Equality is well off the campaign agenda for the June 7 poll, with the economy and nationalist issues instead leading the debate.

Erdogan wants a strong parliamentary majority to push through constitutional changes to create a full presidential system, but with unemployment hitting 11.2 percent in the first three months of the year, some Turks are running out of patience with his AKP government which is leading the polls.

That dissatisfaction could see some tactical protest votes coming to smaller parties, including Sulu’s left-wing and pro-Kurdish party, HDP. It needs to pass a 10 percent threshold of the total vote in order to win any seats, which could leave Sulu with a place in parliament.

“The opinion polls have the HDP on between 9.5 percent and 11 percent, which is within the margin of error,” said Ahmet Han, professor of international relations and politics at the Kadir Has University in Istanbul.

However, the success of either HDP or the Anatolia Party would not be viewed as mandate for LGBT rights in Turkey, he said.

“It would not directly increase tolerance for gay people in Turkey, instead it would be a positive externality of what is mostly an election about the economy and governance,” he said.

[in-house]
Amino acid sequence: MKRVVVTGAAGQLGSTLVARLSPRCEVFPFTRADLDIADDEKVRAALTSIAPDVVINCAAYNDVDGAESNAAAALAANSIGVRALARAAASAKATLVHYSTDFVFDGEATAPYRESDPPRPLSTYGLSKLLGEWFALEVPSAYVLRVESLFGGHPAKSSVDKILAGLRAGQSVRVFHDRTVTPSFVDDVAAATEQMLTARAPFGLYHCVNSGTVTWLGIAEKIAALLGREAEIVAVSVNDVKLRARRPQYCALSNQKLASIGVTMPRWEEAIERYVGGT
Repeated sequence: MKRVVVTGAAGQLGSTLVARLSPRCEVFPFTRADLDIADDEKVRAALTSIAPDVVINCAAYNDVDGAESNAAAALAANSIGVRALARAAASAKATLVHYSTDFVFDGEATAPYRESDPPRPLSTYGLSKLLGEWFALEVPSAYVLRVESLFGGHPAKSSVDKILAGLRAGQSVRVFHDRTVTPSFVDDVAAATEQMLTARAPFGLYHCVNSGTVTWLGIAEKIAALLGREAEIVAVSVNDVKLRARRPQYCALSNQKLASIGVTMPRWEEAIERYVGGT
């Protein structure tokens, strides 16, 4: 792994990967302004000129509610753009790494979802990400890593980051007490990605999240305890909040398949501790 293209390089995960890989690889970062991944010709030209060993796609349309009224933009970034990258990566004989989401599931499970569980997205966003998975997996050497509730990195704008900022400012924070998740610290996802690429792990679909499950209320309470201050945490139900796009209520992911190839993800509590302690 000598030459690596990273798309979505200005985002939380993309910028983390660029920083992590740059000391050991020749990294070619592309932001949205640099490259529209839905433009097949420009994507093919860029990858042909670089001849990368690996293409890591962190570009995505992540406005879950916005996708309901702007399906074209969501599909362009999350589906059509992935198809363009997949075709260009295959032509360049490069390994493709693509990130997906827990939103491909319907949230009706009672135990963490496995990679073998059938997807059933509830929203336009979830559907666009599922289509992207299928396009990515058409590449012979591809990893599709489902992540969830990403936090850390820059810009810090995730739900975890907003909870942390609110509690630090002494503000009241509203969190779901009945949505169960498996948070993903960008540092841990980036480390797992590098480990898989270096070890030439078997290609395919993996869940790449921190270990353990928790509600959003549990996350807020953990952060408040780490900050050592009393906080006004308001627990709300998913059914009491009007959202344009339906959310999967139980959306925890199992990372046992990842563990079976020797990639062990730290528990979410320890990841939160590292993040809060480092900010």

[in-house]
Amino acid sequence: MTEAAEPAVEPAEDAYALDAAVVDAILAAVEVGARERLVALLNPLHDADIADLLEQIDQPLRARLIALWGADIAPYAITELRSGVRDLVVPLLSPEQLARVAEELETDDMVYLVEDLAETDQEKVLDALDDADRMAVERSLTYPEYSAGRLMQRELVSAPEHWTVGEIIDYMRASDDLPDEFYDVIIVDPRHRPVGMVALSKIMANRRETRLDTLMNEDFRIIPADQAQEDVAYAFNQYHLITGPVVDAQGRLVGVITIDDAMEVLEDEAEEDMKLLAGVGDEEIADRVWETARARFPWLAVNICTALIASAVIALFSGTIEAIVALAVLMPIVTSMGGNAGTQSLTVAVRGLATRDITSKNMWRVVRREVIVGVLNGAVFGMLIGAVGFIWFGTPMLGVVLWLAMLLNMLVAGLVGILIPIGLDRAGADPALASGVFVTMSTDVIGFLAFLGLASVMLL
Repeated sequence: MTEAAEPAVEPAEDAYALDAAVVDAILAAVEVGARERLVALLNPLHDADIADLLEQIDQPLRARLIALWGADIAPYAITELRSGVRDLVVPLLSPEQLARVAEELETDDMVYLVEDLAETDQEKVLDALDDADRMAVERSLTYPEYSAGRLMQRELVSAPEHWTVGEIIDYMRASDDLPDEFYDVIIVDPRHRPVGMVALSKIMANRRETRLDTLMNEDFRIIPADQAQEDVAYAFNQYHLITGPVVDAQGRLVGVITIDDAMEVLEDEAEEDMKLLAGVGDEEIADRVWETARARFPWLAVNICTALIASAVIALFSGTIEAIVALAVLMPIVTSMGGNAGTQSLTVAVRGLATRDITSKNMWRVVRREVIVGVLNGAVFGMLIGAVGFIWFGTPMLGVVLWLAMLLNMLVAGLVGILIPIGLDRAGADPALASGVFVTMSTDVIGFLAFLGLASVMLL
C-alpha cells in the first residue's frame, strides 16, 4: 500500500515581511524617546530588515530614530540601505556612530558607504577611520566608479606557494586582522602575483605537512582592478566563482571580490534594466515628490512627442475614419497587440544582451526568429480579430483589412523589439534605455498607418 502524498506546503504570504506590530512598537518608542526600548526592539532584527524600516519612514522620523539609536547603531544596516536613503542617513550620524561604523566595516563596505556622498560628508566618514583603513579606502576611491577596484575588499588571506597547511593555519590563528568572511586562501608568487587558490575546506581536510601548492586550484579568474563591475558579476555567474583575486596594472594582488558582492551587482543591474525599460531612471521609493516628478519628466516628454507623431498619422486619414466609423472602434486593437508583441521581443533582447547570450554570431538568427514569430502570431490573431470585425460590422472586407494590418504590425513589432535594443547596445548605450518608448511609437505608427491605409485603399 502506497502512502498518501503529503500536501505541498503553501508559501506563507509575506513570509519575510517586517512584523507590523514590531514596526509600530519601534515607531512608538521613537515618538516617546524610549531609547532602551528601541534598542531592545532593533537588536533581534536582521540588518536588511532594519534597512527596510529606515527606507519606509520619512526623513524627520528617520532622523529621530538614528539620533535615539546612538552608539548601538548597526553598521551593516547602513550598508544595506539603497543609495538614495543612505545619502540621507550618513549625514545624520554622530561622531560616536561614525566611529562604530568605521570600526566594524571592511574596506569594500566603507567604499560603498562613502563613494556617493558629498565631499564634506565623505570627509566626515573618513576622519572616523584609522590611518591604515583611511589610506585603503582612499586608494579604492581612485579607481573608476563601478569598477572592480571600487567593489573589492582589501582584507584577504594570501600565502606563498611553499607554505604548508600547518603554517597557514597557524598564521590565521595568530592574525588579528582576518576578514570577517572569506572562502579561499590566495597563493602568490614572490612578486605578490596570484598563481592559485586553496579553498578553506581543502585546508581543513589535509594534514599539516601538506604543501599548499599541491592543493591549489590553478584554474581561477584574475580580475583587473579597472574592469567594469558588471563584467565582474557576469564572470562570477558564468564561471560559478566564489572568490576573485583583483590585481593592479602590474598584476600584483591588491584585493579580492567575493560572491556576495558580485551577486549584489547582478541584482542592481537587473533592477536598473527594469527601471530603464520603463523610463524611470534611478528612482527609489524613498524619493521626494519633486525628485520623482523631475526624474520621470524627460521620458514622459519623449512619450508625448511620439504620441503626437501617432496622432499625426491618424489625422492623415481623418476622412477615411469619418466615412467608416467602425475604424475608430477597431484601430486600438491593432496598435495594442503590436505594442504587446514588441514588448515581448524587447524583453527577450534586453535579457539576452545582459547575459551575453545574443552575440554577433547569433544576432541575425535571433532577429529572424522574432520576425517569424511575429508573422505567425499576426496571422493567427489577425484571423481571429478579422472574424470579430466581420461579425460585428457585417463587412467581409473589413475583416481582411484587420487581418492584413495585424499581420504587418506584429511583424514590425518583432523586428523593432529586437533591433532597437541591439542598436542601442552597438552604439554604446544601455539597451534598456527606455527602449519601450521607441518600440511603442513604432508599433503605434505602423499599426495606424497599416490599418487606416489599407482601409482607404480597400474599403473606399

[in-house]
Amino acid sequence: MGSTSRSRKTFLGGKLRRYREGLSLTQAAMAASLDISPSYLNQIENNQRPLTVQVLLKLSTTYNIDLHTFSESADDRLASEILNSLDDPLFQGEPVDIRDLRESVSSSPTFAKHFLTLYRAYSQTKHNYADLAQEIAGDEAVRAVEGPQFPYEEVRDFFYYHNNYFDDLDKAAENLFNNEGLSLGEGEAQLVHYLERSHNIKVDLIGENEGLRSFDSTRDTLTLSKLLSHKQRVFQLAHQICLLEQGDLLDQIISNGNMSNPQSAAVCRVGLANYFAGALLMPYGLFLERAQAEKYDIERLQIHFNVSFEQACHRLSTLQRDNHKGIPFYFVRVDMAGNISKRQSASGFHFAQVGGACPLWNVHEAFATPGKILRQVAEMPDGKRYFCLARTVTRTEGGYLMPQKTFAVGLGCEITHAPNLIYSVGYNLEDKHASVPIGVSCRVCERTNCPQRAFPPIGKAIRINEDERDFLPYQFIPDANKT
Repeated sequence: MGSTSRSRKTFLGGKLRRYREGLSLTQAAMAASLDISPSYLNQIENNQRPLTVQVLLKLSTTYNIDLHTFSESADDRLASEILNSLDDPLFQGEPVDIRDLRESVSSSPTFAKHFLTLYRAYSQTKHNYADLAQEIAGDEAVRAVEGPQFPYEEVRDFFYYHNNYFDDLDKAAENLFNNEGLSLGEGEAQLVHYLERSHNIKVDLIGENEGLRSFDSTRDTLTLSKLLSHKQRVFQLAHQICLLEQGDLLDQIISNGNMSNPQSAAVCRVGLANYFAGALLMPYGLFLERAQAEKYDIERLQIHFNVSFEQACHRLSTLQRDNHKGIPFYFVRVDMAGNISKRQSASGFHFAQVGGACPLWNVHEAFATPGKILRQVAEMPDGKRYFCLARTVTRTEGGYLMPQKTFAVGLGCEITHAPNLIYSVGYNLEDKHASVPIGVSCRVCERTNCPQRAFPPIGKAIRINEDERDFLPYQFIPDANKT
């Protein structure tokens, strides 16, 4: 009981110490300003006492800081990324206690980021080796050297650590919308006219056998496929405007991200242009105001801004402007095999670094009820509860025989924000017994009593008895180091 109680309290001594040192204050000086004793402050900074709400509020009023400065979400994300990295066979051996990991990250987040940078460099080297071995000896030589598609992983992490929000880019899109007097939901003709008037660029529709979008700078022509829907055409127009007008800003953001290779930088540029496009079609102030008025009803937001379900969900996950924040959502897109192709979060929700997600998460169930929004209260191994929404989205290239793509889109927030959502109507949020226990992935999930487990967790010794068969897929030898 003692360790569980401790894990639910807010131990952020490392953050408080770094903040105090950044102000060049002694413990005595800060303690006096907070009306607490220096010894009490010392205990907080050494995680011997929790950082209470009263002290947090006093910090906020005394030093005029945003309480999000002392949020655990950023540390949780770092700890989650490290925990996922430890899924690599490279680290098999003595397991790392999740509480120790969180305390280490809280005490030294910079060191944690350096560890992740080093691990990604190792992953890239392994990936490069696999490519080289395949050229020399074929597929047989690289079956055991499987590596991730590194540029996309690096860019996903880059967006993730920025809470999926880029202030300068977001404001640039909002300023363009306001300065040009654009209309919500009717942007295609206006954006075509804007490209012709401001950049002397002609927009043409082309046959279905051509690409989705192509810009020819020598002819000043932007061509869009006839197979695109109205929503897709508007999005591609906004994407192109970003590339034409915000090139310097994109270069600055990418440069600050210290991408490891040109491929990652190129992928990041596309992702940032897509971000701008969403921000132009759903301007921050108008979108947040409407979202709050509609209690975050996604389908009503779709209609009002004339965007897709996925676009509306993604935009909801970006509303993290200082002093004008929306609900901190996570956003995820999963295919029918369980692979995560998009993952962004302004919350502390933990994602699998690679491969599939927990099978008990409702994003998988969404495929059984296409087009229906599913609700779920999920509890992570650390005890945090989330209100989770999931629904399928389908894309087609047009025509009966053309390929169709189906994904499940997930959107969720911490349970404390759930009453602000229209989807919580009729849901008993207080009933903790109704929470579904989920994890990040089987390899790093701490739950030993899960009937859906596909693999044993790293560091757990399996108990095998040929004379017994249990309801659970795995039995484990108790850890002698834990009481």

Having gay members of parliament “would be symbolic and important,” he added, “but politics in Turkey for the near future will still be about higher political issues and realpolitik, not individual rights.”

Sulu acknowledged the challenges he was facing at the ballot box but remained optimistic. “Unfortunately right now it does not look possible [to get elected] but I opened the door of my candidacy for the next election and I hope we can see LGBT members of parliament within a few years,” he said.

Erdogan’s dominant AKP is rooted in Islam — he has appeared at campaign rallies clutching a Quran — but it is not the sole explanation for Turkey’s conservatism on gay rights.

"There has never been a golden age for LGBT rights in Turkey,” said Amnesty’s Gardner. “The idea of Turkish masculinity and national identity are as important as religion. If you look into civil society there are Muslims who take a very positive stance [on gay rights] and also secular people who take a very negative stance. The idea that religion is the dividing line just doesn’t work.”